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Among the subjects Cezanne repeatedly studied was Mont Sainte Victoire, the rocky mass that dominates the plain of Aix. His Mont Sainte-Victoire was painted about 1885-1887. Nothing indicates the time of the day or even the season. It neither rains nor snows in this landscape. Time is defeated by permanence. In this picture it is not clear where Cezanne places the observer. It is not certain where the tree is rooted. Some objects are identifiable as houses, trees, fields, but Cezanne's visual threshold is high and below that level nothing is defined. The effect of durability and massiveness is produced by a new use of the Impressionist colour spots. The landscape becomes a colossal rock crystal of colour – a cubic cross section of the world. Its background and foreground planes are established by branches and by the mountain whose rhythms they echo. The constituent planes embrace a great variety of hues of blue, green, yellow, rose, and violet. The delicate differentiation between these hues produces the impression of three-dimensional form. To construct form Cezanne has used the very colour patch the Impressionists had used ten years before to dissolve it. He has achieved from nature a construction and intellectual organisation much like that Poussin had derived from the organisation of figures, and made of Impressionism something durable, reminding us of the airless backgrounds of Giotto. Cezanne created a world remote from human experience. The beauty of his colour constructions is abstract, and it is no wonder that many artists of the early twentieth century, especially the Cubists, claimed him as the father of modern art.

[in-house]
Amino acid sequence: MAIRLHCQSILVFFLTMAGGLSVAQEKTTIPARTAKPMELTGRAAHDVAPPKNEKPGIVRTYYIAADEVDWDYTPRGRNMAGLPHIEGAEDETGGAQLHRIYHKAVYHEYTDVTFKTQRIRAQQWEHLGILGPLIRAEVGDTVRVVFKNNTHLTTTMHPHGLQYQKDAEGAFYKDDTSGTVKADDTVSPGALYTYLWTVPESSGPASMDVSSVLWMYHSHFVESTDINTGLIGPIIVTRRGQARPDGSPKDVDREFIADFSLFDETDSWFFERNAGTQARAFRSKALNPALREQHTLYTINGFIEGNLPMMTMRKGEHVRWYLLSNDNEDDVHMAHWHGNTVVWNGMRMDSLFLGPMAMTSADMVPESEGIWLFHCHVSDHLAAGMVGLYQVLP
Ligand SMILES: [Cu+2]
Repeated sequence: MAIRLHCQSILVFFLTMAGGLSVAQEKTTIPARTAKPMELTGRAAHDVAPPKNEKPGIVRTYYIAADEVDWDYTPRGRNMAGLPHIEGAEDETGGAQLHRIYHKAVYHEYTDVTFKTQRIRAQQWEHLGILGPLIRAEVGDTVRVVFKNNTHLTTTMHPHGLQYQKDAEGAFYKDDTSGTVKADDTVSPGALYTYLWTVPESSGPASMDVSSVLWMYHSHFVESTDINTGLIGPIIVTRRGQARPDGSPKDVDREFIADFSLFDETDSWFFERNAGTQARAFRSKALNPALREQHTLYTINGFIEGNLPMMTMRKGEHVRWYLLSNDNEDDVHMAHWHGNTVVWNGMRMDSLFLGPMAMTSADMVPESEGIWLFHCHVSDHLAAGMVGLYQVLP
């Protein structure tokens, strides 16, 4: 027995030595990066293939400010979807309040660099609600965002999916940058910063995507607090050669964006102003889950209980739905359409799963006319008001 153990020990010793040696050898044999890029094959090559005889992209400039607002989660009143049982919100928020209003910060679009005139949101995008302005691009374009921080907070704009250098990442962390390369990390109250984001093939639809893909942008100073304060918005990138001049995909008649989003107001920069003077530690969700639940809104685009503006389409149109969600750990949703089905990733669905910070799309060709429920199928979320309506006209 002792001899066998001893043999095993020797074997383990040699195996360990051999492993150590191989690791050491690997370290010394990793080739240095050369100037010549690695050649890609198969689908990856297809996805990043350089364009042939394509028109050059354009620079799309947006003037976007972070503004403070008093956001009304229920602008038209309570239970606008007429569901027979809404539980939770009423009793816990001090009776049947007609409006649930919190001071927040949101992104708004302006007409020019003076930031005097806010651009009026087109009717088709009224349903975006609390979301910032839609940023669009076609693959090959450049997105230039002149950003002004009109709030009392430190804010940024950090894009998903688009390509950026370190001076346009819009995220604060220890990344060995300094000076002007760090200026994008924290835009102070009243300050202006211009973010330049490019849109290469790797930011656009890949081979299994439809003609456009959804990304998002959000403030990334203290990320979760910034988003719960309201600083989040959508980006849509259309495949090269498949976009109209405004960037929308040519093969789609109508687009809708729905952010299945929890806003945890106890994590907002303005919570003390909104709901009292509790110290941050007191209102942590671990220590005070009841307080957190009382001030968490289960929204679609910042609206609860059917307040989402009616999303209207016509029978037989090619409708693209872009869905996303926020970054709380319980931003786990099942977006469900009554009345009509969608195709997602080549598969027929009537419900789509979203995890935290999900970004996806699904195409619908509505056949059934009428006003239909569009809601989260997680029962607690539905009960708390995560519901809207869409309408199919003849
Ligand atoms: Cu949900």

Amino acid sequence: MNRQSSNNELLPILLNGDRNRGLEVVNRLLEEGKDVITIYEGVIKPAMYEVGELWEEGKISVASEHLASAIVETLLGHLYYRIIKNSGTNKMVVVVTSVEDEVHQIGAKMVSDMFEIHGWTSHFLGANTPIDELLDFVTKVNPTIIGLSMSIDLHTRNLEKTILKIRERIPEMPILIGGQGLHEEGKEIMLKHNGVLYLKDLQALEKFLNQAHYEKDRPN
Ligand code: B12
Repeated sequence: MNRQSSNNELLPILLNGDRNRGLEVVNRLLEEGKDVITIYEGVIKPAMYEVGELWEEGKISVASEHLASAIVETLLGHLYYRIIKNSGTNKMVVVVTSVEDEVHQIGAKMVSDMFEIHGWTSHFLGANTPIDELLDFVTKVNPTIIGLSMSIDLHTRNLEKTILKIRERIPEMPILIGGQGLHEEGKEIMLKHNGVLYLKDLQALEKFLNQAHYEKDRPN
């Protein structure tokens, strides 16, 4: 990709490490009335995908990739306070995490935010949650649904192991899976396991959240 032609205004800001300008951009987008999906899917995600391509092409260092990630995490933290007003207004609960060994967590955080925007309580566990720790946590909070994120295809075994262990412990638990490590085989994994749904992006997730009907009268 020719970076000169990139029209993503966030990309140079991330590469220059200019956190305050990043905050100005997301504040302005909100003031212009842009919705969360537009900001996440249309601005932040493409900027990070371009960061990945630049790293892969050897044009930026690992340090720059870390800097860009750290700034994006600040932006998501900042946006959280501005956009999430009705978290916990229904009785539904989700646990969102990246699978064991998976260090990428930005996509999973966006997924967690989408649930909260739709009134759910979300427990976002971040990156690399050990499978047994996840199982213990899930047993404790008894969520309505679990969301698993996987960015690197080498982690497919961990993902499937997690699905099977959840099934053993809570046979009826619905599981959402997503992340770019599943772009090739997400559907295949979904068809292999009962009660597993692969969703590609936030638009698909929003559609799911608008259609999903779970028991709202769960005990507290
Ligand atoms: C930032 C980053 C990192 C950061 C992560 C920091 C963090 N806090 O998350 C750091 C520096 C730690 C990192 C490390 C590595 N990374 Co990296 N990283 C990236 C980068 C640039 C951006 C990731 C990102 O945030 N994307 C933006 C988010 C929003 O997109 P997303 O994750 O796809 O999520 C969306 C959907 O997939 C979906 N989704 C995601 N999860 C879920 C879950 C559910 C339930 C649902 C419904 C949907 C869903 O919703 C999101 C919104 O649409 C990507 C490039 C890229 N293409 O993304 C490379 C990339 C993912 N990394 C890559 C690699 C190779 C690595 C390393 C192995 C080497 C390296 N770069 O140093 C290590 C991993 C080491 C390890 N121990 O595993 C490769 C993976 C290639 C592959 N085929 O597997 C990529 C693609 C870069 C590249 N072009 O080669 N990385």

Still life was to Cezanne second only to landscape. His Still life with Apples and Oranges was painted between 1895 and 1900. The arrangements of fruits, bottles, plates and a rumpled cloth on a tabletop never suggest the consumption of food or drink; they are spheroid or cylindrical masses. The appearance of reality is neglected; the table has a tendency to disappear under the table-cloth at one level and emerge from it at another, and the two sides of a bottle can be sharply different. Whether Cezanne did not notice such discrepancies in his search for the right colour to make a form go round in depth, or whether he decided on deformations consciously, has never been convincingly determined. He cared for subjects as arrangements of form and colour, but they also possessed for him strong psychological significance.

For his rare figure pieces Cezanne chose subjects as quiet, impersonal, and remote as his still lifes. The Card Players, of about 1890-1892, shows three men, two of whom are clad in the blue smock of the farmer labourer, sitting around a table, while a fourth gazes downward, arms folded. The card game had been a favourite subject among the followers of Caravaggio. The quite figures contemplate the cards, themselves planes of colour on white surfaces. The Giotto-like folds of the smock of the man on the right echo in reverse those of the hanging curtain, locking foreground and background in a single construction. Yet the background wall fluctuates at an indeterminable distance like the sky in one of Cezanne's landscapes.